Decreased copy-neutral loss of heterozygosity in African American colorectal cancers

Gaius J. Augustus, Rosa M. Xicola, Xavier Llor, Nathan A. Ellis

Research output: Contribution to journalArticle

Abstract

Despite improvements over the past 20 years, African Americans continue to have the highest incidence and mortality rates of colorectal cancer (CRC) in the United States. While previous studies have found that copy number variations (CNVs) occur at similar frequency in African American and White CRCs, copy-neutral loss of heterozygosity (cnLOH) has not been investigated. In the present study, we used publicly available data from The Cancer Genome Atlas (TCGA) as well as data from an African American CRC cohort, the Chicago Colorectal Cancer Consortium (CCCC), to compare frequencies of CNVs and cnLOH events in CRCs in the two racial groups. Using genotype microarray data, we analyzed large-scale CNV and cnLOH events from 166 microsatellite stable CRCs—31 and 39 African American CRCs from TCGA and the CCCC, respectively, and 96 White CRCs from TCGA. As reported previously, the frequencies of CNVs were similar between African American and White CRCs; however, there was a significantly lower frequency of cnLOH events in African American CRCs compared to White CRCs, even after adjusting for demographic and clinical covariates. Although larger differences for chromosome 18 were observed, a lower frequency of cnLOH events in African American CRCs was observed for nearly all chromosomes. These results suggest that mechanistic differences, including differences in the frequency of cnLOH, could contribute to clinicopathological disparities between African Americans and Whites. Additionally, we observed a previously uncharacterized phenomenon we refer to as small interstitial cnLOH, in which segments of chromosomes from 1 to 5 Mb long were affected by cnLOH.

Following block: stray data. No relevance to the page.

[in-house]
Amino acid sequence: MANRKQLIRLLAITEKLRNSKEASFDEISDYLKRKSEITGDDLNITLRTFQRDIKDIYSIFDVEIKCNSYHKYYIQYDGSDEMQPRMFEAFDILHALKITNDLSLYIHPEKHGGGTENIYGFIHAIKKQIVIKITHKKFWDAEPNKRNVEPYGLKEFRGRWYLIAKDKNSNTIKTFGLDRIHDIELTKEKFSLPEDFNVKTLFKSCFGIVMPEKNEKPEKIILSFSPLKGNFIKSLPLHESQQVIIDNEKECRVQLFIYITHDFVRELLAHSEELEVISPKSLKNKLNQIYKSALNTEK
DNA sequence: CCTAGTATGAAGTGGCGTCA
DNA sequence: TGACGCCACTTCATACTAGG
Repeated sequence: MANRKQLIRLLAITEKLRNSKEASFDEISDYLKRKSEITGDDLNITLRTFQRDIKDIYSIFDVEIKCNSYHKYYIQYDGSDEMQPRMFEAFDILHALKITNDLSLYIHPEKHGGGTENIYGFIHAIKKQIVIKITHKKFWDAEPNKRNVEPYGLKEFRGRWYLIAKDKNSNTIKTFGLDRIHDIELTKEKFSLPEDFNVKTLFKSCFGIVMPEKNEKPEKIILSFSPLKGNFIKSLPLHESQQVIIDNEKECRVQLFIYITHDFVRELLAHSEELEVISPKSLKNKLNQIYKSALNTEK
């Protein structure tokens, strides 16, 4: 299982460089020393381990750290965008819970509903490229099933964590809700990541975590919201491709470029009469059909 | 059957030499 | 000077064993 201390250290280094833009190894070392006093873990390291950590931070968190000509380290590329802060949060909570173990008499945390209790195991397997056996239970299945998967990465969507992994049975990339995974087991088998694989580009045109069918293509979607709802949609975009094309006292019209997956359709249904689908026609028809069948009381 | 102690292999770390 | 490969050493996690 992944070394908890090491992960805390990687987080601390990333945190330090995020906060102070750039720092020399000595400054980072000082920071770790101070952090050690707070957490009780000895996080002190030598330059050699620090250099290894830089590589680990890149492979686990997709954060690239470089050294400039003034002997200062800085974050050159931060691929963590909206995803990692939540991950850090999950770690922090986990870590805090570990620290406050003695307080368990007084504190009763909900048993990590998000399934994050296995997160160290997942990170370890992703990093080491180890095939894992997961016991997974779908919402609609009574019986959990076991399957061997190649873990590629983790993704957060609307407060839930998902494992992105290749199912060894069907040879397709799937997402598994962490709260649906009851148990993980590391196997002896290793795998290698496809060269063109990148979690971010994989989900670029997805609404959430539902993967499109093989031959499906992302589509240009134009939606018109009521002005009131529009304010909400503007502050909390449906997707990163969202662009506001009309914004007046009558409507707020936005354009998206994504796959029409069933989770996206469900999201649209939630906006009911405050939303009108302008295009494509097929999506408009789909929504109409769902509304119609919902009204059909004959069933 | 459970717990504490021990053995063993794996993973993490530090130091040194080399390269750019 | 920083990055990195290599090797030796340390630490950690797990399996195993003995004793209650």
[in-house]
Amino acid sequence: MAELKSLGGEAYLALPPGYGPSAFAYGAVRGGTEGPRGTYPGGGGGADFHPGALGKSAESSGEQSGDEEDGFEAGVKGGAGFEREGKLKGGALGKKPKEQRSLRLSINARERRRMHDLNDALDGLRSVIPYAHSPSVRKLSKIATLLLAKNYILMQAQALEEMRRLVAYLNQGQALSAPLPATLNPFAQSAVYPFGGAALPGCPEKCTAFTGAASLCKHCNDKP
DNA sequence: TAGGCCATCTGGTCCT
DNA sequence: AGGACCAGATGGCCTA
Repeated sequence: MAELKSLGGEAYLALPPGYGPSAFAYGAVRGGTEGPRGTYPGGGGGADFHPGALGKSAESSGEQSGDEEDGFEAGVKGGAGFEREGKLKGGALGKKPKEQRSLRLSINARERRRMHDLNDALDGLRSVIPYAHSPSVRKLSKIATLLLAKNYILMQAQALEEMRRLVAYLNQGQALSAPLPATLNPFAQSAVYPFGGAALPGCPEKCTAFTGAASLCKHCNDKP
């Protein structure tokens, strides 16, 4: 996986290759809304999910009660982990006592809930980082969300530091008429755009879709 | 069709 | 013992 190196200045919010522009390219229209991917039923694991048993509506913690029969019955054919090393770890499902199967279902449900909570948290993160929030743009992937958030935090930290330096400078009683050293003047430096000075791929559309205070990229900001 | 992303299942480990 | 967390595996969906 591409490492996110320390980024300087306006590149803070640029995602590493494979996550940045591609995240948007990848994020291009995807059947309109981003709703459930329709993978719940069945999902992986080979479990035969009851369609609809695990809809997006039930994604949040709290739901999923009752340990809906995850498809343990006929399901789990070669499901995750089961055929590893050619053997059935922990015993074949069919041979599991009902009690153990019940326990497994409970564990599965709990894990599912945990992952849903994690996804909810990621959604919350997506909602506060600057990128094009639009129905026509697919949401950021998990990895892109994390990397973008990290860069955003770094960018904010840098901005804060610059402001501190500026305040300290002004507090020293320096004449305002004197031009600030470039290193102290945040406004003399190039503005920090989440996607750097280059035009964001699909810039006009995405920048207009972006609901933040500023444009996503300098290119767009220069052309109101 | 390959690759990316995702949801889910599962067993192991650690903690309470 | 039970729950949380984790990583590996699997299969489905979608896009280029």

Original languageEnglish (US)
JournalGenes Chromosomes and Cancer
DOIs
StateAccepted/In press - Jan 1 2020

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Keywords

  • African American colorectal cancer
  • copy number variation
  • copy-neutral loss of heterozygosity
  • genotype and microarray data
  • The Cancer Genome Atlas

ASJC Scopus subject areas

  • Genetics
  • Cancer Research

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